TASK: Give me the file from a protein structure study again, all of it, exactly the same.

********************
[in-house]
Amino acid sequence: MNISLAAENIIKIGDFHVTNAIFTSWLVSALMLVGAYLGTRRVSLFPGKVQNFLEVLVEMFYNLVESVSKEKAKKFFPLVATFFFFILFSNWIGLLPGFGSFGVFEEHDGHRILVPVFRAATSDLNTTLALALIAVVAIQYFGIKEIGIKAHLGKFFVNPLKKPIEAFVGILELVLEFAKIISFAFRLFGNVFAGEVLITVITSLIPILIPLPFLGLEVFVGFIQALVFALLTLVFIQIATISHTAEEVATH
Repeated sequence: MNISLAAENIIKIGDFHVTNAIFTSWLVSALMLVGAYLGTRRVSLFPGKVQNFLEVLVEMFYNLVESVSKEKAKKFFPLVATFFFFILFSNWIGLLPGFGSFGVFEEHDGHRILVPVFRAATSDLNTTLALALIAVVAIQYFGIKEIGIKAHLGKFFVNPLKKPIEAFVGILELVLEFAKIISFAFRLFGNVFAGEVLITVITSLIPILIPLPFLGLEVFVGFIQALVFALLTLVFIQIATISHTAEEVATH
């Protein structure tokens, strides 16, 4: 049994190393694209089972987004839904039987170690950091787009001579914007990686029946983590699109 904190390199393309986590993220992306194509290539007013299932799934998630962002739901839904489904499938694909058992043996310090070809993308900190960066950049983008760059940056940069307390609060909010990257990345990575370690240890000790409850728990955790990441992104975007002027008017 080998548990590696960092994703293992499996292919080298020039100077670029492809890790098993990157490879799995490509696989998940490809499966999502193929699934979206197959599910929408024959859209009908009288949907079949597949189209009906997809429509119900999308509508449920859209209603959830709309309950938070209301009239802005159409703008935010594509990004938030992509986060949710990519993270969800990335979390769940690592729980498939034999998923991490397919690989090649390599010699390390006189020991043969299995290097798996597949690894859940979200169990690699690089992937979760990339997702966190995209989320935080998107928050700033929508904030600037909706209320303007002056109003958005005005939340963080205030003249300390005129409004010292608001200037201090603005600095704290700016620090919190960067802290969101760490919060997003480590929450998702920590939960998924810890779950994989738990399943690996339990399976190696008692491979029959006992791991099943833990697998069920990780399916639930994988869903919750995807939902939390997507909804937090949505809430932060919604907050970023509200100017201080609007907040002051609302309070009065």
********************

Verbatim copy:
[in-house]
Amino acid sequence: MNISLAAENIIKIGDFHVTNAIFTSWLVSALMLVGAYLGTRRVSLFPGKVQNFLEVLVEMFYNLVESVSKEKAKKFFPLVATFFFFILFSNWIGLLPGFGSFGVFEEHDGHRILVPVFRAATSDLNTTLALALIAVVAIQYFGIKEIGIKAHLGKFFVNPLKKPIEAFVGILELVLEFAKIISFAFRLFGNVFAGEVLITVITSLIPILIPLPFLGLEVFVGFIQALVFALLTLVFIQIATISHTAEEVATH
Repeated sequence: MNISLAAENIIKIGDFHVTNAIFTSWLVSALMLVGAYLGTRRVSLFPGKVQNFLEVLVEMFYNLVESVSKEKAKKFFPLVATFFFFILFSNWIGLLPGFGSFGVFEEHDGHRILVPVFRAATSDLNTTLALALIAVVAIQYFGIKEIGIKAHLGKFFVNPLKKPIEAFVGILELVLEFAKIISFAFRLFGNVFAGEVLITVITSLIPILIPLPFLGLEVFVGFIQALVFALLTLVFIQIATISHTAEEVATH
């Protein structure tokens, strides 16, 4: 049994190393694209089972987004839904039987170690950091787009001579914007990686029946983590699109 904190390199393309986590993220992306194509290539007013299932799934998630962002739901839904489904499938694909058992043996310090070809993308900190960066950049983008760059940056940069307390609060909010990257990345990575370690240890000790409850728990955790990441992104975007002027008017 080998548990590696960092994703293992499996292919080298020039100077670029492809890790098993990157490879799995490509696989998940490809499966999502193929699934979206197959599910929408024959859209009908009288949907079949597949189209009906997809429509119900999308509508449920859209209603959830709309309950938070209301009239802005159409703008935010594509990004938030992509986060949710990519993270969800990335979390769940690592729980498939034999998923991490397919690989090649390599010699390390006189020991043969299995290097798996597949690894859940979200169990690699690089992937979760990339997702966190995209989320935080998107928050700033929508904030600037909706209320303007002056109003958005005005939340963080205030003249300390005129409004010292608001200037201090603005600095704290700016620090919190960067802290969101760490919060997003480590929450998702920590939960998924810890779950994989738990399943690996339990399976190696008692491979029959006992791991099943833990697998069920990780399916639930994988869903919750995807939902939390997507909804937090949505809430932060919604907050970023509200100017201080609007907040002051609302309070009065």